Allison Rose is a mom, a woman with a full time career, a jack of all trades, a singer-songwriter, and a multi-instrumentalist. “Alison Rose is who you’d get if Emmylou Harris, Joni Mitrchell, Sara Bareilles, and a Disney princess all had a baby together,” according to her website. Rose has been a fixture in the RI musical community for years and has many awards and accolades to her credit. Her music leaves lasting impressions that stick in your head and evoke an emotional response with every song. She is a positive, friendly, and kind and wonderful human, all of which you realize within seconds of meeting her. Rose genuinely appreciates her fans. When asked about her current Motif awards she replied, “It means the world to be recognized among such a community of talented artists in RI. It’s important to me to create honest music that connects with people, and winning the Motif award makes me feel like that still matters.” For more, visit @allisonrosesings 
– John Fuzek 

David Tessier and the All Star Stars, or ASS as they are affectionately known, delight audiences with an eclectic array of song selections. Tessier will post the band’s set list after every show just so fans know exactly what they played. They perform the “closet hits” that many bands shy away from, and tackle the tough tunes, whether it’s the 17-minute long “Dogs” by Pink Floyd or Yvonne Elliman’s “If I Can’t Have You” from the disco era; nothing is out of bounds for ASS. On top of that they’ll occasionally add a few of Tessier’s own prog-rock-flavored compositions. When asked what winning a Motif award meant to him and the band, David replied, “We’re extremely honored to even be nominated because it’s always nice to be noticed, but to be put in such good company is the real reward.” The band recently played their first JustinFest in honor of their late band member Justin Grankewicz who tragically died in a car accident last year. They hope to make this an annual event. Tessier’s own musical résumé runs from regular rock bands to roles in musicals like Jesus Christ Superstar or Hedwig and the Angry Inch and even stints as medieval musicians at King Richard’s Faire. You can find Tessier and the rest of ASS playing somewhere around New England almost every weekend. For more, visit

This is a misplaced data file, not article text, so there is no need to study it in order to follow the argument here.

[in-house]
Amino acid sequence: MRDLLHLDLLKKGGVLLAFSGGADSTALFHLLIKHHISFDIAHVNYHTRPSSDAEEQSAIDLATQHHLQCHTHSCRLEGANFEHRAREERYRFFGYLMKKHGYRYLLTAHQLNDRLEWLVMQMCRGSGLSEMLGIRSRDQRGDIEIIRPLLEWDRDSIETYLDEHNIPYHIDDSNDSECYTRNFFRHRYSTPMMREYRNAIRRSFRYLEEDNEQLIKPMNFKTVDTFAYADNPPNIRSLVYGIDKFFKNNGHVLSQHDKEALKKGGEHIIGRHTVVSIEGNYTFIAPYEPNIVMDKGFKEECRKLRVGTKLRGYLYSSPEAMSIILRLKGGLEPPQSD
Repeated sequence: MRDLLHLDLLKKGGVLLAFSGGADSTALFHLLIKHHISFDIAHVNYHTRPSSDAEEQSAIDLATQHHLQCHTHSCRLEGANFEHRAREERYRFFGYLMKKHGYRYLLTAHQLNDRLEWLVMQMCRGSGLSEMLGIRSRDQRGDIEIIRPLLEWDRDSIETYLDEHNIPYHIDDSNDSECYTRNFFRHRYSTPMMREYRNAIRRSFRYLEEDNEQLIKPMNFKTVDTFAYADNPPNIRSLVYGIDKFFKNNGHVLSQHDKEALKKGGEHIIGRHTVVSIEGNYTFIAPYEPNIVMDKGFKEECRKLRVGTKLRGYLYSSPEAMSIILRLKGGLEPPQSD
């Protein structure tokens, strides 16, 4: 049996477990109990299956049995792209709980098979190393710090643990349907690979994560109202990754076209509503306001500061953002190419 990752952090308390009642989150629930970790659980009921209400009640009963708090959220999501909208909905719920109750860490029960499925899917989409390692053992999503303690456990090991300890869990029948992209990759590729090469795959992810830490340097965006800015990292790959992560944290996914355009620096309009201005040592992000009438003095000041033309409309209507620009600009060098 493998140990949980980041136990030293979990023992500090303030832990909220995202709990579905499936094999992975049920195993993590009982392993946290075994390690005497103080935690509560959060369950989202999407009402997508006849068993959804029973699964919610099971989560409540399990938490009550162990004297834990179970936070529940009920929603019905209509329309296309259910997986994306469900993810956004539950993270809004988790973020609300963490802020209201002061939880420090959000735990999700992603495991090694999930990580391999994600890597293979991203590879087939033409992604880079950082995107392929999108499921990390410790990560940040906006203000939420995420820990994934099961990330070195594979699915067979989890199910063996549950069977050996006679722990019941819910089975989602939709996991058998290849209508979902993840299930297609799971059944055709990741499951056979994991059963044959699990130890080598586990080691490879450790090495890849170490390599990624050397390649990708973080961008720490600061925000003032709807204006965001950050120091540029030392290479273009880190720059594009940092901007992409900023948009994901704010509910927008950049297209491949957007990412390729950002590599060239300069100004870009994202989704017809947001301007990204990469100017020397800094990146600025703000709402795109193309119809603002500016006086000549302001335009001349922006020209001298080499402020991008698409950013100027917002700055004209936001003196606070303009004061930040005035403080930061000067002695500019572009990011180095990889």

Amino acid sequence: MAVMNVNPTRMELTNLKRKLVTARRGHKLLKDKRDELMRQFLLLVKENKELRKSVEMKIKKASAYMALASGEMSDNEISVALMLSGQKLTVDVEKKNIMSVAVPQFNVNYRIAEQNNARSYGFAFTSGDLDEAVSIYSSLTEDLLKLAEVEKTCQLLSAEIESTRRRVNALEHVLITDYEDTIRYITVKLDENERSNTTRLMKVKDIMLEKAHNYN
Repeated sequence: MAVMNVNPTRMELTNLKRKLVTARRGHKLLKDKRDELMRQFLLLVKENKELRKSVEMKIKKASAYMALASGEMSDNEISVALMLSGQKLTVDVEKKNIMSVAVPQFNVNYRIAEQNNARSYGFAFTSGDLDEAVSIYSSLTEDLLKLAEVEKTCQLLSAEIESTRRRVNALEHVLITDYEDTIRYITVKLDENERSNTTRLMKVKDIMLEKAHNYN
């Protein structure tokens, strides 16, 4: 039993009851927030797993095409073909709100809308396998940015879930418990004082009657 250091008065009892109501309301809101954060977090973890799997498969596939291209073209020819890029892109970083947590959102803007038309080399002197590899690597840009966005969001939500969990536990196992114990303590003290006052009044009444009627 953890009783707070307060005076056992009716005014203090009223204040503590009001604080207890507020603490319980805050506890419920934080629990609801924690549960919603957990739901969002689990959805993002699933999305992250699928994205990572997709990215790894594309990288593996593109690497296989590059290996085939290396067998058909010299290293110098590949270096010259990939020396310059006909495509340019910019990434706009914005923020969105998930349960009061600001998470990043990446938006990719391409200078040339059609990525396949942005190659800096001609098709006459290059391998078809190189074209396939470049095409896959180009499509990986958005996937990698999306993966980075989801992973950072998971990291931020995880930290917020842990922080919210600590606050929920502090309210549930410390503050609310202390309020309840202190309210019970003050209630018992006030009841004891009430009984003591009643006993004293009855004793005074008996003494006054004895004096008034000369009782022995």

– John Fuzek 

While many rap fans look to the major hip-hop hubs like New York, Los Angeles, and Atlanta for the next big star, those in the know are turning their attention to an unlikely locale — Rhode Island. That's where you'll find Chach, an enigmatic MC with a gift for interweaving intricate wordplay with infectious rhythms and hard-hitting beats. 

At first listen, Chach's flows immediately grab listeners with their catchiness and bounce. His vocals ride the instrumentals with a melodic crispness as he spits bars that stick in your head for days. But don't be fooled by the hypnotic delivery — underneath the surface lies a deep well of lyrical mastery. Chach's complex wordplay and metaphor-laced rhyme patterns reveal themselves more and more with each listen. He's a true student of the craft, combining witty punchlines, dexterous internal rhyming schemes, clever metaphors and elliptical storytelling into an intricate tapestry of vocal artistry. One minute he'll hit you with an ingenious double entendre, the next he'll be painting a vivid narrative scene, all woven together with a dizzying drum of linguistic dexterity. 

While his skills are undeniable, what makes Chach's music so compelling is the ability to blend his lyrical fireworks with legitimately funky, head-nodding production. He has a preternatural sense of how to make even his most elaborate rhyme fireworks mesh seamlessly with an addictive groove that keeps listeners bobbing their heads. It's mic mastery of the highest order from one of rap's most unlikely locales. For those who think real lyricism is a lost art in hip-hop's modern landscape, Chach is here to show that elite penmanship is alive and well — it's just hidden in the humble 401 area code. Make sure you listen to his latest album The Inner Mission available on Spotify and Apple Music. @chach401_  – Jay Dupont 

Big Lux is a talented violinist who has forged an unconventional path, blending music with military service and social activism. Classically trained from a young age, he attended West Point Military Academy and went on to serve in war zones across the world, always keeping his violin by his side. 

His experiences in places like Afghanistan, Iraq, and Korea shaped his music and evolution as an artist. He wrote the powerful song "Chasing Bombs" about his tour in Iraq, fusing hip-hop with soul. In Korea, he embraced the local performing arts scene, winning a battle of the bands and headlining festivals while also training soldiers. 

After earning his MBA in Miami, Lux made the bold decision to pursue music full-time. His Latin-influenced covers like "Despacito" displayed his versatility across genres. He became an electric, high-energy performer renowned in Miami's club scene.